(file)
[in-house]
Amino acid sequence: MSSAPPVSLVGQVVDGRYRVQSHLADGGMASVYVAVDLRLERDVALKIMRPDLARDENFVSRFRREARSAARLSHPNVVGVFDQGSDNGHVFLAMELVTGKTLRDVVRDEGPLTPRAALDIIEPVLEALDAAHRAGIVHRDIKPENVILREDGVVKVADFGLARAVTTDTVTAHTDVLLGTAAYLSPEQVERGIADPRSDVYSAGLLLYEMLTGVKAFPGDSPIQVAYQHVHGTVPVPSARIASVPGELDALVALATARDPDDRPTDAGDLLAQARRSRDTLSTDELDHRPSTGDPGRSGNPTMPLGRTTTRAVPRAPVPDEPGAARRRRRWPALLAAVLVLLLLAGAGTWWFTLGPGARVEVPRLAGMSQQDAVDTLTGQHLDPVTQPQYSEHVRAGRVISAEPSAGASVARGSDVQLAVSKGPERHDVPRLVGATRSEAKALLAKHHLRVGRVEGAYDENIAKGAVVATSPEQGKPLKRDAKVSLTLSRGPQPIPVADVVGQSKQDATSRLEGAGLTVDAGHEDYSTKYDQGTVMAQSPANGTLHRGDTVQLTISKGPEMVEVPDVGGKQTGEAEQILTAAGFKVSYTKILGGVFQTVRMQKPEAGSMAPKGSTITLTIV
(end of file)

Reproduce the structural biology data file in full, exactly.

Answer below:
[in-house]
Amino acid sequence: MSSAPPVSLVGQVVDGRYRVQSHLADGGMASVYVAVDLRLERDVALKIMRPDLARDENFVSRFRREARSAARLSHPNVVGVFDQGSDNGHVFLAMELVTGKTLRDVVRDEGPLTPRAALDIIEPVLEALDAAHRAGIVHRDIKPENVILREDGVVKVADFGLARAVTTDTVTAHTDVLLGTAAYLSPEQVERGIADPRSDVYSAGLLLYEMLTGVKAFPGDSPIQVAYQHVHGTVPVPSARIASVPGELDALVALATARDPDDRPTDAGDLLAQARRSRDTLSTDELDHRPSTGDPGRSGNPTMPLGRTTTRAVPRAPVPDEPGAARRRRRWPALLAAVLVLLLLAGAGTWWFTLGPGARVEVPRLAGMSQQDAVDTLTGQHLDPVTQPQYSEHVRAGRVISAEPSAGASVARGSDVQLAVSKGPERHDVPRLVGATRSEAKALLAKHHLRVGRVEGAYDENIAKGAVVATSPEQGKPLKRDAKVSLTLSRGPQPIPVADVVGQSKQDATSRLEGAGLTVDAGHEDYSTKYDQGTVMAQSPANGTLHRGDTVQLTISKGPEMVEVPDVGGKQTGEAEQILTAAGFKVSYTKILGGVFQTVRMQKPEAGSMAPKGSTITLTIV